This website covers topics on knowledge management, personal effectiveness, theory of constraints, amongst other topics. Opinions expressed here are strictly those of the owner, Jack Vinson, and those of the commenters.

Eric Tsui on KM, PKM and P2P

I came upon Eric Tsui's 2002 technology survey, Technologies for Personal and Peer to Peer Knowledge Management (also available at KnowledgeBoard), when writing my earlier article on PIM.  I do not recall having read Eric Tsui in the past, but many of his ideas about knowledge management and the emphasis on personal vs. corporation are strongly connected to how I have thought of KM.  The article is written as part of CSC's Leading Edge Forum, where Tsui is / was employed. 

Abstract: The great majority of the Knowledge Management (KM) and search tools on the market are server-based enterprise systems. As such, they are often designed top-down, centralised, inflexible and slow to respond to change. There has been numerous articles published on the role of IT and KM systems in organisations but there is a lack of research into KM tools for individuals and server-less KM tools/systems. By adopting a bottom-up approach, this research focusses on tools that assist the Individual Knowledge Worker (IKW) who, in today’s competitive knowledge-based society, has a constant need to capture, categorise and locate/distribute knowledge on multiple devices and with multiple parties. Furthermore, knowledge sharing between IKWs often extend across organisational boundaries. As a result, personal KM tools have very different characteristics to the enterprise KM tools mentioned above. At the group level, the impact of Peer-to-Peer (P2P) computing on Knowledge Management has been specifically identified as file sharing, distributed content networks, collaboration, and search. Potential applications for P2PKM systems include, among others, E-Learning in higher and distance education, real time collaborations and battle simulations in defence, collaborative product development, business process automation, and E-business payment systems. By including key findings from earlier work recently completed by the author and others on the landscape of enterprise KM systems, this paper presents a holistic view of the (commercial) KM technologies at three key levels of focusses – individual, group and organisational. This paper concludes with critical issues and the impact of PKM and P2PKM technologies on enterprise computing.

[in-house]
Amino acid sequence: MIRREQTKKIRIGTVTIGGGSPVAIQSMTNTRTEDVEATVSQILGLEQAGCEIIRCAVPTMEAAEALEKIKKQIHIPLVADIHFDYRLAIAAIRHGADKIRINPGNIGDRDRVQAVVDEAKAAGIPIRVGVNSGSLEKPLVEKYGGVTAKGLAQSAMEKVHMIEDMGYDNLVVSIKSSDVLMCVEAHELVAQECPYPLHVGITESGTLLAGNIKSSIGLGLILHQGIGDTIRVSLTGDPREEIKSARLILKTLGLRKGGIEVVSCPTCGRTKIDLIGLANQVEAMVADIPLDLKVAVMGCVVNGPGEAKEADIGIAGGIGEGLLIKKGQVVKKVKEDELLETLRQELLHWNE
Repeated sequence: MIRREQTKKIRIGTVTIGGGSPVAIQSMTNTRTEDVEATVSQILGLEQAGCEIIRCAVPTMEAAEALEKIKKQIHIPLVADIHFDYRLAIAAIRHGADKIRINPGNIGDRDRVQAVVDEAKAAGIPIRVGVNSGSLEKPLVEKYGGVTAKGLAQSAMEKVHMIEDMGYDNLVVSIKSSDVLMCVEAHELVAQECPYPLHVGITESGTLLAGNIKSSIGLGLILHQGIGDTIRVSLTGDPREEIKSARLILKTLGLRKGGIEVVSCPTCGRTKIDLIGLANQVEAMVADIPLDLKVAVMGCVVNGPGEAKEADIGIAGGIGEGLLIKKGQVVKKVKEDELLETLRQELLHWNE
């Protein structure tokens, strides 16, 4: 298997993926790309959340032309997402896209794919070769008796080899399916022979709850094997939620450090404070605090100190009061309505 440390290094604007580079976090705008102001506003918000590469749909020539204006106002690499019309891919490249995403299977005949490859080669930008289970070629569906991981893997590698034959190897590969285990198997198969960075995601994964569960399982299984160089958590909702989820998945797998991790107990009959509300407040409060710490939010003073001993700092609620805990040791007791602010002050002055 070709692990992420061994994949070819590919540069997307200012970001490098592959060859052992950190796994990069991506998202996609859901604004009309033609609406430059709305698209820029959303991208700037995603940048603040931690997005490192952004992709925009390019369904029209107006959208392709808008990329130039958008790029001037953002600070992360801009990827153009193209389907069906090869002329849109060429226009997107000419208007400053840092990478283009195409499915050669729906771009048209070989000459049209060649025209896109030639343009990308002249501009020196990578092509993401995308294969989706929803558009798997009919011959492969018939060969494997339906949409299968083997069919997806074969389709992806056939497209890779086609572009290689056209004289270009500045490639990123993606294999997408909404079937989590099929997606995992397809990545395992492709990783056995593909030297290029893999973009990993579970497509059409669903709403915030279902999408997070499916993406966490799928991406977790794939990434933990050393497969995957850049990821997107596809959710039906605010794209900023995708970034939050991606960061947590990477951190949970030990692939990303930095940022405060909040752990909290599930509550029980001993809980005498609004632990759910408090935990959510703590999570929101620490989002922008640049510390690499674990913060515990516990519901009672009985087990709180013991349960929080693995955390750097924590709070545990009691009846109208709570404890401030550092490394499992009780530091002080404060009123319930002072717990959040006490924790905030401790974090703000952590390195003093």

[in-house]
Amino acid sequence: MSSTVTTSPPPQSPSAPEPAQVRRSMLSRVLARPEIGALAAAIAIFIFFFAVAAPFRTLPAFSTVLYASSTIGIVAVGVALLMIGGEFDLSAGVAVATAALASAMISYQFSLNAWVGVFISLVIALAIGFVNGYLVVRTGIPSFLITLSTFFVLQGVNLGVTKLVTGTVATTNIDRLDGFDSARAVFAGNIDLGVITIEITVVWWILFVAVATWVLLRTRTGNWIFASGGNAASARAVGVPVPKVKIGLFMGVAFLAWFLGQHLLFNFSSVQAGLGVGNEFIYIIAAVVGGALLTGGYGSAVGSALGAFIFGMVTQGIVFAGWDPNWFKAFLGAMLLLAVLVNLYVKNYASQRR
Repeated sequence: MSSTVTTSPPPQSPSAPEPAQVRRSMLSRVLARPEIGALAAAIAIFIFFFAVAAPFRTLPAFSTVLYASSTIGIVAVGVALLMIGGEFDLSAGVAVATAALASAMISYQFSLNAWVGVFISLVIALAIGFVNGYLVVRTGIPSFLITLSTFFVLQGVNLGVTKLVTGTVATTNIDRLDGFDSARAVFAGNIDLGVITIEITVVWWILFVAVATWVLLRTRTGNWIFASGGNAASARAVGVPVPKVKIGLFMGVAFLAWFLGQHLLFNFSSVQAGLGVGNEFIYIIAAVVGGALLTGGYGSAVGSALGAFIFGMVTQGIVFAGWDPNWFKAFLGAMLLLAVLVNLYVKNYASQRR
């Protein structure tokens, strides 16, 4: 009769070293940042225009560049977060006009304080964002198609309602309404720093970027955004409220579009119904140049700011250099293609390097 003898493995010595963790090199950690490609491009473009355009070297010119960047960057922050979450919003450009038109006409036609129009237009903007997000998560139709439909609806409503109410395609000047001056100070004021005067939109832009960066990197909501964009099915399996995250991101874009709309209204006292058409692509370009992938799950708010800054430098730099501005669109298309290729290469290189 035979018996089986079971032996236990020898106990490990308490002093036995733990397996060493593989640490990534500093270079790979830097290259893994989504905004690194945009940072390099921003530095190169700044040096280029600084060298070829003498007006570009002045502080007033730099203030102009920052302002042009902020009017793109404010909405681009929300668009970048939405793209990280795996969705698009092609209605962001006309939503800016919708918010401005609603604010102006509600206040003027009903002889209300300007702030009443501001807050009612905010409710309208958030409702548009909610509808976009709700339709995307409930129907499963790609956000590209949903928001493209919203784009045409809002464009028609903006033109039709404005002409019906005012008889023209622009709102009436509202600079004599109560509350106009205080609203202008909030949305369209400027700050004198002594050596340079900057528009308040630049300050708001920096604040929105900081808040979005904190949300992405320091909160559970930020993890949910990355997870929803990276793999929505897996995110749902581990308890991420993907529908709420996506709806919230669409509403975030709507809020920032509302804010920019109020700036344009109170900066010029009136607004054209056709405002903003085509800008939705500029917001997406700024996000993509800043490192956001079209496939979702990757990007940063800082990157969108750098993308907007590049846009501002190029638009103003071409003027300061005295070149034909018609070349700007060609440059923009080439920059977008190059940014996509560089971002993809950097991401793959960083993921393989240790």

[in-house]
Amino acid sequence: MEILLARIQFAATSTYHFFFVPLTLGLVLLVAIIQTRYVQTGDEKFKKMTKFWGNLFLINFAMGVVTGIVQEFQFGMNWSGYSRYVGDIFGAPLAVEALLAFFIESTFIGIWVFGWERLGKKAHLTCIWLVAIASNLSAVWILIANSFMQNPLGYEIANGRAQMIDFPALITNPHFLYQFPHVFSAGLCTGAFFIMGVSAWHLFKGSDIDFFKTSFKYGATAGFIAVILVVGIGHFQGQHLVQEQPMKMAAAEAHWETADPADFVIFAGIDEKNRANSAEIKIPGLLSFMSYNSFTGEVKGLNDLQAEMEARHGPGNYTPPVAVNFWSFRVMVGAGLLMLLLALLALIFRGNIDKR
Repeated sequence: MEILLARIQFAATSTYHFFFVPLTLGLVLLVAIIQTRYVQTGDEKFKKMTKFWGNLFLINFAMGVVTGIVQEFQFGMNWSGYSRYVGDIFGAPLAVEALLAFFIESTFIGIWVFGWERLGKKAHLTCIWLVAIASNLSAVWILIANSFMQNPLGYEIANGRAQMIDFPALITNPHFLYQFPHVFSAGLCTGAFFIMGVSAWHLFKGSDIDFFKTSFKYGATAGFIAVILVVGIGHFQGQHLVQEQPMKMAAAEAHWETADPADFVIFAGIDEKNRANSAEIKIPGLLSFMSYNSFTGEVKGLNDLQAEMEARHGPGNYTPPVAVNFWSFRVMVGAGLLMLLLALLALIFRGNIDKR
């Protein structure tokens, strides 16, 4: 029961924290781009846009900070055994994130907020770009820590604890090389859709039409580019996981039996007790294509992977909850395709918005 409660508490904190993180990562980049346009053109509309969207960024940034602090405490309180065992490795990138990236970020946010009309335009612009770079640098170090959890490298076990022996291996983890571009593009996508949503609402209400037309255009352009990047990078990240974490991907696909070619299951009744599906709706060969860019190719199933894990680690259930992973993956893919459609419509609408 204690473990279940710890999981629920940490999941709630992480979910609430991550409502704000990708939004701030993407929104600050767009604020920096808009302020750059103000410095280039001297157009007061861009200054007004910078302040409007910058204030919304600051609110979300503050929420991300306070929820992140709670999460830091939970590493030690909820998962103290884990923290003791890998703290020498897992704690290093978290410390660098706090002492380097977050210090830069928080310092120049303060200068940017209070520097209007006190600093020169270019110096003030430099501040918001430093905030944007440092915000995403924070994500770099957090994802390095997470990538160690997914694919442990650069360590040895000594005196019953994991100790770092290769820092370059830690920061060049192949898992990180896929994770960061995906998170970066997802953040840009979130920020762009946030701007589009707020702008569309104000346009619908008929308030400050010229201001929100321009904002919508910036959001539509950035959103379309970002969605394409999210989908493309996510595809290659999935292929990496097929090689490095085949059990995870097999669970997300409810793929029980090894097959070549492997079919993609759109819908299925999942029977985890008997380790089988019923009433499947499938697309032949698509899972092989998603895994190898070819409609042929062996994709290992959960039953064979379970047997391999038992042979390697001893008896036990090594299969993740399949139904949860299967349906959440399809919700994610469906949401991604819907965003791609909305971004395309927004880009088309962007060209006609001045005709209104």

Tsui discusses the basics of knowledge management from a technology perspective, describing the basic idea that most KM projects are enterprise-focused (corporate km), missing a very important connection to the individual knowledge workers and the natural connection people make between each other.